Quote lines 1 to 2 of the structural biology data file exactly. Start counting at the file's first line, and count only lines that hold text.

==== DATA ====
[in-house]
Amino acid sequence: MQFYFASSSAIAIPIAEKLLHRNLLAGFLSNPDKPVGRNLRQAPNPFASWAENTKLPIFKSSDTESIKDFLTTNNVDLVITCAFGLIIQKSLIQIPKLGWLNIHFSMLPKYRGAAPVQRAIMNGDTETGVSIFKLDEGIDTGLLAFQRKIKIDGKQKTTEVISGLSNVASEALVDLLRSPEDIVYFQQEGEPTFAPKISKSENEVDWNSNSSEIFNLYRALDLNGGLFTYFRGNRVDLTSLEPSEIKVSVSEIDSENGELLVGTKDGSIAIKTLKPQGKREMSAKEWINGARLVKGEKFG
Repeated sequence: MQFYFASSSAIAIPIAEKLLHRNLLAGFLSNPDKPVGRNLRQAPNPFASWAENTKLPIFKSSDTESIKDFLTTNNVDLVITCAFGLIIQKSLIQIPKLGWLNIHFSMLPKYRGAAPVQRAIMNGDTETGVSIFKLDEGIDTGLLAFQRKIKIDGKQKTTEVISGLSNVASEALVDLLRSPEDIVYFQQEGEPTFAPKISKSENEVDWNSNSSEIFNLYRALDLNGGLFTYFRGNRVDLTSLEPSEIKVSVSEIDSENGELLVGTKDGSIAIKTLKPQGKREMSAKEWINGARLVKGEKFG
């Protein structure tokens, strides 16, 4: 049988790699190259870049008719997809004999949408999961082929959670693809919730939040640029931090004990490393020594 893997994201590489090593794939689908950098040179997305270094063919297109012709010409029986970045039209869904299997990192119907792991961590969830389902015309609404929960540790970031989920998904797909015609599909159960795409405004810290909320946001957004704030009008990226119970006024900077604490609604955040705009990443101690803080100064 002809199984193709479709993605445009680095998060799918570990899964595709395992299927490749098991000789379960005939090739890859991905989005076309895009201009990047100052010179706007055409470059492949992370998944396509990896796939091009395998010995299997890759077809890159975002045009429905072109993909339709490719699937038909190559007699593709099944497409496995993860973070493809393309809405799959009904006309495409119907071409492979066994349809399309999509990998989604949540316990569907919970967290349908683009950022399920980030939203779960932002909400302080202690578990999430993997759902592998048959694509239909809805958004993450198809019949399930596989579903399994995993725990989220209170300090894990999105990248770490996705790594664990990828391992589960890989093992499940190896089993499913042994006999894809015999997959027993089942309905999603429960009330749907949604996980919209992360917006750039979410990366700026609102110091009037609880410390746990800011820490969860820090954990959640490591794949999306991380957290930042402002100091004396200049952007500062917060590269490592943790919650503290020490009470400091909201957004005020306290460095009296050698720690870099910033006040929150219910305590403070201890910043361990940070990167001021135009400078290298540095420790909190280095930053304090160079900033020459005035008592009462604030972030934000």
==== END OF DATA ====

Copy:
[in-house]
Amino acid sequence: MQFYFASSSAIAIPIAEKLLHRNLLAGFLSNPDKPVGRNLRQAPNPFASWAENTKLPIFKSSDTESIKDFLTTNNVDLVITCAFGLIIQKSLIQIPKLGWLNIHFSMLPKYRGAAPVQRAIMNGDTETGVSIFKLDEGIDTGLLAFQRKIKIDGKQKTTEVISGLSNVASEALVDLLRSPEDIVYFQQEGEPTFAPKISKSENEVDWNSNSSEIFNLYRALDLNGGLFTYFRGNRVDLTSLEPSEIKVSVSEIDSENGELLVGTKDGSIAIKTLKPQGKREMSAKEWINGARLVKGEKFG